When to Change Your Motor Oil


Your vehicle’s motor oil plays an important role in keeping the engine running. Oil helps to lubricate the engine, prevent overheating, collect dirt and debris, and protect against corrosion. But, like most things, oil breaks down over time. Regular oil changes can help prolong the life of your engine and keep your vehicle running smoothly.

When should you change your oil?

Some manufacturers will recommend an oil change after 7,000 to 10,000 miles, but we’ve found that most vehicles need an oil change before then. Our recommendation is every 3,000 to 5,000 miles. The age of your car, the amount and type of driving that you do, and the type of oil you use can all extend or shorten the time between oil changes.

Older Cars

The intervals between oil changes in older car models is typically based on milage. Most owner’s manuals will list two different schedules: a “normal” operation schedule and a “severe” operation schedule. Most severe schedules are for vehicles that carry a lot of heavy loads, frequently drive through stop-and-go traffic, frequently make short trips (5 miles or less), or are driven in extreme climates (hot, cold, dusty).

Newer Cars

Most newer car models are outfitted with oil-life monitoring systems. These systems automatically detect when an oil change is needed. Because these systems are designed to add extra time based on vehicle use, the need for a severe oil change schedule is eliminated. If your car has an oil-life monitoring system, be sure to have it reset every time your oil is changed.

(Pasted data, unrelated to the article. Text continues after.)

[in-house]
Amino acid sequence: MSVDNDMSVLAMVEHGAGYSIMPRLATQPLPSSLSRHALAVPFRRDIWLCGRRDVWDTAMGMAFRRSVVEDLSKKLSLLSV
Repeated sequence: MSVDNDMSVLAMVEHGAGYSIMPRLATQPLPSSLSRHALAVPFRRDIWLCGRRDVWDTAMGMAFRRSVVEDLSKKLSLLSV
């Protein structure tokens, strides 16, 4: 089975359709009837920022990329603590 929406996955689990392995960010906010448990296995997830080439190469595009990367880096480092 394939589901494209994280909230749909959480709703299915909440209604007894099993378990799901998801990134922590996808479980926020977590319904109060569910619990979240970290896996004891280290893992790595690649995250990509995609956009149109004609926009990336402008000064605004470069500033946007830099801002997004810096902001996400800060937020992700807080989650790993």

Signs You Need an Oil Change

If you notice any of the following signs in your vehicle, it may be time for an oil change.

  • Knocking or ticking coming from your engine—These noises can indicate that an oil change is due. If you hear knocking, it will mostly like be while the car is in motion. If you hear ticking, it’ll typically be when you start your engine.
  • Low oil levels—Almost all newer cars have a low oil or low oil pressure light that will appear on your dashboard when your oil pressure is too low. If you have an older car, be sure to check your oil level every month and top it off when needed. If you notice a significant dip in your oil level, this may be a sign that you need to change your oil or that you have an oil leak.
  • Dirty or thick oil—When you’re checking the oil, pay attention to the color and the consistency of it. Most oils are clear or yellowish in color, and the consistency should be pretty thin. If you notice bits of dirt in the oil, or if it has a thick, yogurt-like consistency, it’s time for an oil change.
  • Smoke coming from your exhaust—Most newer cars don’t have noticeable amounts of smoke coming from the exhaust. This is almost always a sign of a problem. You can start by changing your oil, and if that doesn’t solve it, bring it to a mechanic for repairs.
  • A burning smell coming from your engine—Burning smells can be a sign that your engine is overheating. The best way to prevent this is through regular oil changes. If the smell isn’t coming directly from the engine or if the oil was recently changed, it may be a sign of an oil leak.
  • Dashboard warning lights—Both the check engine light and the oil change light can be indicators that you need an oil change. If you see a warning on your dashboard, schedule an oil change.

Call Restored Auto, LLC for your oil change.

Whether you drive a new car or an older car, it’s important to get regular oil changes. Restored Auto, LLC can help. Call our office to schedule your oil change and keep your car running smoothly.